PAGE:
The rules of play are essentially the same as the men's with one key difference: body checking. Checking was allowed in the first championship but has been assessed as a minor penalty since. To be eligible players must be under the jurisdiction of the governing body they are representing and must be a citizen of that country. Additionally the player must be eighteen years old, or sixteen with a medical waiver, in the season the tournament takes place. [3]

Tournaments

YearHost cityFinalThird place match
ChampionScoreSecond placeThird placeScoreFourth place
1990   Canada, Ottawa
Canada
5–2
United States

Finland
6–3
Sweden
1992   Finland, Tampere
Canada
8–0
United States

Finland
5–4
Sweden
1994   USA, Lake Placid
Canada
6–3
United States

Finland
8–1
China
1997   Canada, Kitchener
Canada
4–3
(OT)

United States

Finland
3–0
China
1999   Finland, Espoo/Vantaa
Canada
3–1
United States

Finland
8–2
Sweden
2000   Canada, Mississauga
Canada
3–2
(OT)

United States

Finland
7–1
Sweden
2001   USA, Minneapolis
Canada
3–2
United States

Russia
2–1
Finland
2003   China, Beijing Competition at top level was cancelled due to SARS outbreak in China
2004   Canada, Halifax/Dartmouth
Canada
2–0
United States

Finland
3–2
Sweden
2005   Sweden, Linköping/Norrköping
United States
1–0
(SO)

Canada

Sweden
5–2
Finland
2007   Canada, Winnipeg/Selkirk
Canada
5–1
United States

Sweden
1–0
Finland
2008   China, Harbin
United States
4–3
Canada

Finland
4–1
Switzerland
2009   Finland, Hämeenlinna
United States
4–1
Canada

Finland
4–1
Sweden
2011    Switzerland, Zürich/Winterthur
United States
3–2
(OT)

Canada

Finland
3–2
(OT)

Russia
2012   USA, Burlington
Canada
5–4
(OT)

United States

Switzerland
6–2
Finland
2013   Canada, Ottawa
United States
3–2
Canada

Russia
2–0
Finland
2014 Competition not held at top level during 2014 Olympics
2015   Sweden, Malmö
United States
7–5
Canada

Finland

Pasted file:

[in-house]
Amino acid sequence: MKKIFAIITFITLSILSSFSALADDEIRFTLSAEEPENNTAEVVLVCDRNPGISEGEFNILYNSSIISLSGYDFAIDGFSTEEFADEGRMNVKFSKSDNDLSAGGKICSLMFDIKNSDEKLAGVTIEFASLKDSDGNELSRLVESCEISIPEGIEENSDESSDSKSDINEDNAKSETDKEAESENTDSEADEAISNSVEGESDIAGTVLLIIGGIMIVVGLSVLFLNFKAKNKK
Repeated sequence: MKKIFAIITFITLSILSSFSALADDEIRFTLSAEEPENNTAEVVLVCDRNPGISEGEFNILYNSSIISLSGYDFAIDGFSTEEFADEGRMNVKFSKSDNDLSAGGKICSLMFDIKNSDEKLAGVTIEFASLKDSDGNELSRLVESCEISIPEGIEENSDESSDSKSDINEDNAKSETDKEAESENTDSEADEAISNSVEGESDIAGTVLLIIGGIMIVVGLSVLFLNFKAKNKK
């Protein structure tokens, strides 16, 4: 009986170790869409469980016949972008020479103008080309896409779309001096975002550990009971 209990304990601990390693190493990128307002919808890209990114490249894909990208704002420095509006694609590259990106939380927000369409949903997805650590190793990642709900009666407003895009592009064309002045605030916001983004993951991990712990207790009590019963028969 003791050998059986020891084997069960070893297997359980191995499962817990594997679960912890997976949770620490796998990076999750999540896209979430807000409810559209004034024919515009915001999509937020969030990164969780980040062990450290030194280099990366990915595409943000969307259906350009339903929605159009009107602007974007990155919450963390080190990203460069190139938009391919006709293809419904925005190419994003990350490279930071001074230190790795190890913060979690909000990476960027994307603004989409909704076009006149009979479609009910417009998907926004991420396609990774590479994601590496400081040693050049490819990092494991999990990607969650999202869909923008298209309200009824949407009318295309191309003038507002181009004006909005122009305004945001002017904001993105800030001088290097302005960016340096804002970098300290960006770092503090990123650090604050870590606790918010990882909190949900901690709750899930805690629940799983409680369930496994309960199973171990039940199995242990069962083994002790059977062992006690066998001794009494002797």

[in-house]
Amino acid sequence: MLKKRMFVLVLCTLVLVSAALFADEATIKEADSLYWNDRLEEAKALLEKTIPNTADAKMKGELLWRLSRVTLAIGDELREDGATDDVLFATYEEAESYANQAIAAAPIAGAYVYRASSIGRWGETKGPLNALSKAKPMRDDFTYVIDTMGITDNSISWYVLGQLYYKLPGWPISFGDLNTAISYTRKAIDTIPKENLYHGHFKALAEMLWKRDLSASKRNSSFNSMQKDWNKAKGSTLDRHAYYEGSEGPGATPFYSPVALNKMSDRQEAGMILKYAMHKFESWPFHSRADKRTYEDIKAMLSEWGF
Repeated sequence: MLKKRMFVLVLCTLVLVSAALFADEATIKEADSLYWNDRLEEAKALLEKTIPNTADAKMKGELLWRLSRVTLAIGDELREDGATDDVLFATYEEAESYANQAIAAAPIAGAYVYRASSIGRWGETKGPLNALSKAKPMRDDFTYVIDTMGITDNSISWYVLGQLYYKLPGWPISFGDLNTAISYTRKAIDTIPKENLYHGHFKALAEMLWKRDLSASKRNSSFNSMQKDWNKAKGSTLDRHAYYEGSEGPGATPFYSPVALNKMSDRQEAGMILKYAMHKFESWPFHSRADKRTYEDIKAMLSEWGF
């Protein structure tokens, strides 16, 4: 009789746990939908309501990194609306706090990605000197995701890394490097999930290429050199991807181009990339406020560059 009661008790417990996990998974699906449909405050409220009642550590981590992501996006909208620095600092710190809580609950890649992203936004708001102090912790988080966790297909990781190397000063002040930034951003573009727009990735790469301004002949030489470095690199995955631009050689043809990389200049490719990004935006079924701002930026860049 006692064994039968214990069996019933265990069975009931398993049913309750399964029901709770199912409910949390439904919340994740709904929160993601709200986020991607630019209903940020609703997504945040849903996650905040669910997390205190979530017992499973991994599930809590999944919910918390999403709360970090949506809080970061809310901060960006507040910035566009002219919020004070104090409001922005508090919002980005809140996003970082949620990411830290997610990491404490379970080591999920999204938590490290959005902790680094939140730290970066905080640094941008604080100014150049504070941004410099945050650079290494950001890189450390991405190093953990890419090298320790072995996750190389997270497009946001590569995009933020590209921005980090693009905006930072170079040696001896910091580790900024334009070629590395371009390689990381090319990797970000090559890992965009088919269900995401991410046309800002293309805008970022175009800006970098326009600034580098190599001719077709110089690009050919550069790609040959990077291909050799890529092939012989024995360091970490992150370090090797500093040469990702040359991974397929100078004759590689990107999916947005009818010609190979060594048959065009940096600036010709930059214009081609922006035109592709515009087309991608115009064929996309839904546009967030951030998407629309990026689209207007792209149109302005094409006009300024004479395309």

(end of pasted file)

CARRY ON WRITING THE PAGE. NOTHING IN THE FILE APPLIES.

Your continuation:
4–1
Russia
2016   Canada, Kamloops
United States
1–0
(OT)

Canada

Russia
1–0
(SO)

Finland
2017   USA, Plymouth
United States
3–2
(OT)

Canada

Finland
8–0
Germany
2018 Competition not held at top level during 2018 Olympics
2019   Finland, Espoo
2020  Canada, Halifax/Truro [4]

Participation and medals

NationTournamentsFirstLastGoldSilverBronzeTotalBest finish (first/last)
  Canada 18 1990 2017 1080181st (1990/2012)
  United States 18 1990 2017 8100181st (2005/2017)
  Finland 18 1990 2017 0012123rd (1990/2017)
  Russia 15 1997 2017 00333rd (2001/2016)
  Sweden 18 1990 2017 00223rd (2005/2007)
   Switzerland 15 1990 2017 00113rd (2012)
  China 11 1992 2009 00004th (1994/1997)
  Germany 13 1990 2017 00004th (2017)
  Norway 4 1990 1997 00006th (1990/1994)
  Kazakhstan 4 2001 2011 00006th (2009)
  Czech Republic 4 2013 2017 00006th (2016)
  Japan 6 1990 2016 00007th (2008/2015)
  Slovakia 2 2011 2012 00007th (2011)
  Denmark 1 1992 1992 00007th (1992)

Awards

At most IIHF events, the tournament directorate awards the Best Forward, Best Defenceman, Best Goalkeeper and Most Valuable Player of each tournament. at the women's event, these awards have been handed out in some combination since the first tournament, with the exception of 1997, and the cancelled tournament in 2003.

See also

External links/sources

  1. "IIHF World Women's Championships". International Ice Hockey Federation . Retrieved 2011-01-12.
  2. Merk, Martin (2010-12-17). "New era of women's hockey". International Ice Hockey Federation. Archived from the original on 2013-09-21. Retrieved 2011-01-12.
  3. IIHF Statutes and Bylaws, sections 406, 616, and 900
  4. "Halifax, Truro to host 2020 Women's Worlds - TSN.ca". TSN. 2018-10-30. Retrieved 2018-10-30.